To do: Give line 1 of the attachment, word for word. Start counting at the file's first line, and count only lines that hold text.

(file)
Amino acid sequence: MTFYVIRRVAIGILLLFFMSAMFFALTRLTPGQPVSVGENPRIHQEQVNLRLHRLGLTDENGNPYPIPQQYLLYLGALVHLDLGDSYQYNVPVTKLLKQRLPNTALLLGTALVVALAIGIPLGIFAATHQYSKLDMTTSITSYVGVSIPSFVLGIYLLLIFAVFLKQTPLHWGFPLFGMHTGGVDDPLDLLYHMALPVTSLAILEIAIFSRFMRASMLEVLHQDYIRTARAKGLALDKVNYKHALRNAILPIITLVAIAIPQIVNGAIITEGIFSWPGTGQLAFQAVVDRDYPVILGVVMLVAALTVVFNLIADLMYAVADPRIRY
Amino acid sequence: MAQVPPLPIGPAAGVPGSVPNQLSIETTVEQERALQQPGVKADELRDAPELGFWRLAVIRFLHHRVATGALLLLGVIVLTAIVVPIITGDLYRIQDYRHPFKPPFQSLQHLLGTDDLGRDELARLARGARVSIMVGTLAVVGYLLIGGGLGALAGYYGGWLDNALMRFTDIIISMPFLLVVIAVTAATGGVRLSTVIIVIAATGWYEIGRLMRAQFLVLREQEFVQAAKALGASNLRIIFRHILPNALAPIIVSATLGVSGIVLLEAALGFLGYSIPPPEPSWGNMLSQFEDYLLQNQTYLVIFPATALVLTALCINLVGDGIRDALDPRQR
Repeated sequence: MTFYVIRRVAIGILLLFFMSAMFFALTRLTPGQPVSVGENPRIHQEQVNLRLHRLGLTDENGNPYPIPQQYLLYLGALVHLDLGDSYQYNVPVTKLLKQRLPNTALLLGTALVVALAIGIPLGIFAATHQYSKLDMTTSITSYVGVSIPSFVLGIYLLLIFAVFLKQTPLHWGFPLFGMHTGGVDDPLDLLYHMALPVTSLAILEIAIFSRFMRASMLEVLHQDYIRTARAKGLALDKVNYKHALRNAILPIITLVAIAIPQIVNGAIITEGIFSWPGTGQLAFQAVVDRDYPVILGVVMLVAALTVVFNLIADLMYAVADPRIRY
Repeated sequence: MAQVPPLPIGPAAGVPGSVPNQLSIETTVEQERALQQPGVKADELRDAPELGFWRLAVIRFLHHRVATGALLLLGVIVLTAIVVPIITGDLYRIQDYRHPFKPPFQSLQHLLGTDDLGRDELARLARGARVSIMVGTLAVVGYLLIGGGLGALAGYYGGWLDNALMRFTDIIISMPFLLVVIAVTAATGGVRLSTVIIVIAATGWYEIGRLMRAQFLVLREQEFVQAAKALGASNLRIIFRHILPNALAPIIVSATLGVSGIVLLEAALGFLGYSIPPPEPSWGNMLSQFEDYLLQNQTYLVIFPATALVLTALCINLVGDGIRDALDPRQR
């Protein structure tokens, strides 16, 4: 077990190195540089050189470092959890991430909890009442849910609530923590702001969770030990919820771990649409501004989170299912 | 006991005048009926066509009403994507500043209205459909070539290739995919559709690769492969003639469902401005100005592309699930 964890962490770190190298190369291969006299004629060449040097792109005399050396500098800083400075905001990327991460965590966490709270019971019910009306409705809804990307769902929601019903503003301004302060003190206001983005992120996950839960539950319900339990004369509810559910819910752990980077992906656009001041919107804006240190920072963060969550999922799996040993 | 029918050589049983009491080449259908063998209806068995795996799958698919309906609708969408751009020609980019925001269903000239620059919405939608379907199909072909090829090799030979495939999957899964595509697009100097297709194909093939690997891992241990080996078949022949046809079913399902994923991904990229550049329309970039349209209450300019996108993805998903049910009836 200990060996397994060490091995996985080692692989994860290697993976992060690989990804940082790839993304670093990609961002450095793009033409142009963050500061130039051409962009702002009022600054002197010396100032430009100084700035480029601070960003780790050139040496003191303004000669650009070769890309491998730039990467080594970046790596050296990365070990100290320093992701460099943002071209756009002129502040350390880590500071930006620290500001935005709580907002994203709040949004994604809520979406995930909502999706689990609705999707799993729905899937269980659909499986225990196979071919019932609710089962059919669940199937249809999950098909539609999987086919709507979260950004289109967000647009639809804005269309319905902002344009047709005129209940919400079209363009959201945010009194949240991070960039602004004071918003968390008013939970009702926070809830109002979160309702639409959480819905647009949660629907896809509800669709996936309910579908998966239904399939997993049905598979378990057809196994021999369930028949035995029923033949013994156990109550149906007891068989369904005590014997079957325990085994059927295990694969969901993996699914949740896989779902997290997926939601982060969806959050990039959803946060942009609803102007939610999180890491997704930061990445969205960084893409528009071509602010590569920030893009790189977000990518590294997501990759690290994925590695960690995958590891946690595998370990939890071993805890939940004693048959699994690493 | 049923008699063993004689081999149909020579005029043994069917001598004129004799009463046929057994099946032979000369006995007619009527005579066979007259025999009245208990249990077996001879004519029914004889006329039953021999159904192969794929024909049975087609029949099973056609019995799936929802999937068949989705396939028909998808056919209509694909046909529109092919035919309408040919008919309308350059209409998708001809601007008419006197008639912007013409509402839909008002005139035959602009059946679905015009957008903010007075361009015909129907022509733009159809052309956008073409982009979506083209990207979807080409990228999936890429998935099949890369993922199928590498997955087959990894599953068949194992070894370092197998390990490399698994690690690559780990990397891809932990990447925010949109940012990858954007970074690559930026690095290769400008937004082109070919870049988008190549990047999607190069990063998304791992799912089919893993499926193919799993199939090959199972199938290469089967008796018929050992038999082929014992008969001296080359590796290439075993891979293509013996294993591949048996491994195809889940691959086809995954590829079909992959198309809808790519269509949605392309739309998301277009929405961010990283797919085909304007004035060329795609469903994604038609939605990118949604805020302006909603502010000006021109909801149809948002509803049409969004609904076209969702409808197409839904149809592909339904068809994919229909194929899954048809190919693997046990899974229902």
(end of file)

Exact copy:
Amino acid sequence: MTFYVIRRVAIGILLLFFMSAMFFALTRLTPGQPVSVGENPRIHQEQVNLRLHRLGLTDENGNPYPIPQQYLLYLGALVHLDLGDSYQYNVPVTKLLKQRLPNTALLLGTALVVALAIGIPLGIFAATHQYSKLDMTTSITSYVGVSIPSFVLGIYLLLIFAVFLKQTPLHWGFPLFGMHTGGVDDPLDLLYHMALPVTSLAILEIAIFSRFMRASMLEVLHQDYIRTARAKGLALDKVNYKHALRNAILPIITLVAIAIPQIVNGAIITEGIFSWPGTGQLAFQAVVDRDYPVILGVVMLVAALTVVFNLIADLMYAVADPRIRY